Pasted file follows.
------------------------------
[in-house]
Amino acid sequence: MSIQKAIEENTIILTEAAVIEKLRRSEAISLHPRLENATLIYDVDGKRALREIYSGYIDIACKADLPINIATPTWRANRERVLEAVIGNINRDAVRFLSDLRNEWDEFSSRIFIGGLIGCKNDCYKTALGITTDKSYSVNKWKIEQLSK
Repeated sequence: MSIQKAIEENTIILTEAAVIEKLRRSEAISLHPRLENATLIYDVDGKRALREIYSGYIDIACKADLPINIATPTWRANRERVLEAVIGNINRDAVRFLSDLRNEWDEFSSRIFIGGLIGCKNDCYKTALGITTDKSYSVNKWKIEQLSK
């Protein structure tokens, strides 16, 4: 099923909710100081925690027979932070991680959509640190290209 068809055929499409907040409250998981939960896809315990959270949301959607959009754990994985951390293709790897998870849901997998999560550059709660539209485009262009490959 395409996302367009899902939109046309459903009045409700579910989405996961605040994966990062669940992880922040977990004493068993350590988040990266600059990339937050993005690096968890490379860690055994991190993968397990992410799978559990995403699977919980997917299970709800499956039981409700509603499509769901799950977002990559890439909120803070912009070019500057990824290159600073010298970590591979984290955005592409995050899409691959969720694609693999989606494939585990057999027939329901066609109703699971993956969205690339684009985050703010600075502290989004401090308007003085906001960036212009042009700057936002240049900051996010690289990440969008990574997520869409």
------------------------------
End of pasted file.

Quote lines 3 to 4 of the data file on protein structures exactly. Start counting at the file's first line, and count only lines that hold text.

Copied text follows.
Repeated sequence: MSIQKAIEENTIILTEAAVIEKLRRSEAISLHPRLENATLIYDVDGKRALREIYSGYIDIACKADLPINIATPTWRANRERVLEAVIGNINRDAVRFLSDLRNEWDEFSSRIFIGGLIGCKNDCYKTALGITTDKSYSVNKWKIEQLSK
């Protein structure tokens, strides 16, 4: 099923909710100081925690027979932070991680959509640190290209 068809055929499409907040409250998981939960896809315990959270949301959607959009754990994985951390293709790897998870849901997998999560550059709660539209485009262009490959 395409996302367009899902939109046309459903009045409700579910989405996961605040994966990062669940992880922040977990004493068993350590988040990266600059990339937050993005690096968890490379860690055994991190993968397990992410799978559990995403699977919980997917299970709800499956039981409700509603499509769901799950977002990559890439909120803070912009070019500057990824290159600073010298970590591979984290955005592409995050899409691959969720694609693999989606494939585990057999027939329901066609109703699971993956969205690339684009985050703010600075502290989004401090308007003085906001960036212009042009700057936002240049900051996010690289990440969008990574997520869409």